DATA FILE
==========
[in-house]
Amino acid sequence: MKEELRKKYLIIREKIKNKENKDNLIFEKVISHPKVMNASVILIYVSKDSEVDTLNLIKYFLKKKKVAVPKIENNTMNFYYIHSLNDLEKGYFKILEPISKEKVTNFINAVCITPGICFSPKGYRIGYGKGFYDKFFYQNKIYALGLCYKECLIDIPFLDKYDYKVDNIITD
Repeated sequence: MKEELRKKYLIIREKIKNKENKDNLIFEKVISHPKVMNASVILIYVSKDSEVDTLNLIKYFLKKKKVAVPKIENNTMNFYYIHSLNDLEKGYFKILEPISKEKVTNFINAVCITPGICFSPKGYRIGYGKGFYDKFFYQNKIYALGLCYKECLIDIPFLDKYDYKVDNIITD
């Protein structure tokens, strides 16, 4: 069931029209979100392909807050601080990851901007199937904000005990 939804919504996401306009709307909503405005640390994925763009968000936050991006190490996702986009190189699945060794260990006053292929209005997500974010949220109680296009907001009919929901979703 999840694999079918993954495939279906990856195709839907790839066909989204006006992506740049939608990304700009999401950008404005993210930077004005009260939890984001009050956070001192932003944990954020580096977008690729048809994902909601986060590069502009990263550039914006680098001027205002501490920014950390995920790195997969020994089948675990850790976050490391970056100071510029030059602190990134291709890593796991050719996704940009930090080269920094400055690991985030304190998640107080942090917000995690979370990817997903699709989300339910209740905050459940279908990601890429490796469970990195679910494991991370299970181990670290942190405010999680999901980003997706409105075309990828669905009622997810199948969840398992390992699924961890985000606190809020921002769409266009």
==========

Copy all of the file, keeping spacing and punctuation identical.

[in-house]
Amino acid sequence: MKEELRKKYLIIREKIKNKENKDNLIFEKVISHPKVMNASVILIYVSKDSEVDTLNLIKYFLKKKKVAVPKIENNTMNFYYIHSLNDLEKGYFKILEPISKEKVTNFINAVCITPGICFSPKGYRIGYGKGFYDKFFYQNKIYALGLCYKECLIDIPFLDKYDYKVDNIITD
Repeated sequence: MKEELRKKYLIIREKIKNKENKDNLIFEKVISHPKVMNASVILIYVSKDSEVDTLNLIKYFLKKKKVAVPKIENNTMNFYYIHSLNDLEKGYFKILEPISKEKVTNFINAVCITPGICFSPKGYRIGYGKGFYDKFFYQNKIYALGLCYKECLIDIPFLDKYDYKVDNIITD
């Protein structure tokens, strides 16, 4: 069931029209979100392909807050601080990851901007199937904000005990 939804919504996401306009709307909503405005640390994925763009968000936050991006190490996702986009190189699945060794260990006053292929209005997500974010949220109680296009907001009919929901979703 999840694999079918993954495939279906990856195709839907790839066909989204006006992506740049939608990304700009999401950008404005993210930077004005009260939890984001009050956070001192932003944990954020580096977008690729048809994902909601986060590069502009990263550039914006680098001027205002501490920014950390995920790195997969020994089948675990850790976050490391970056100071510029030059602190990134291709890593796991050719996704940009930090080269920094400055690991985030304190998640107080942090917000995690979370990817997903699709989300339910209740905050459940279908990601890429490796469970990195679910494991991370299970181990670290942190405010999680999901980003997706409105075309990828669905009622997810199948969840398992390992699924961890985000606190809020921002769409266009």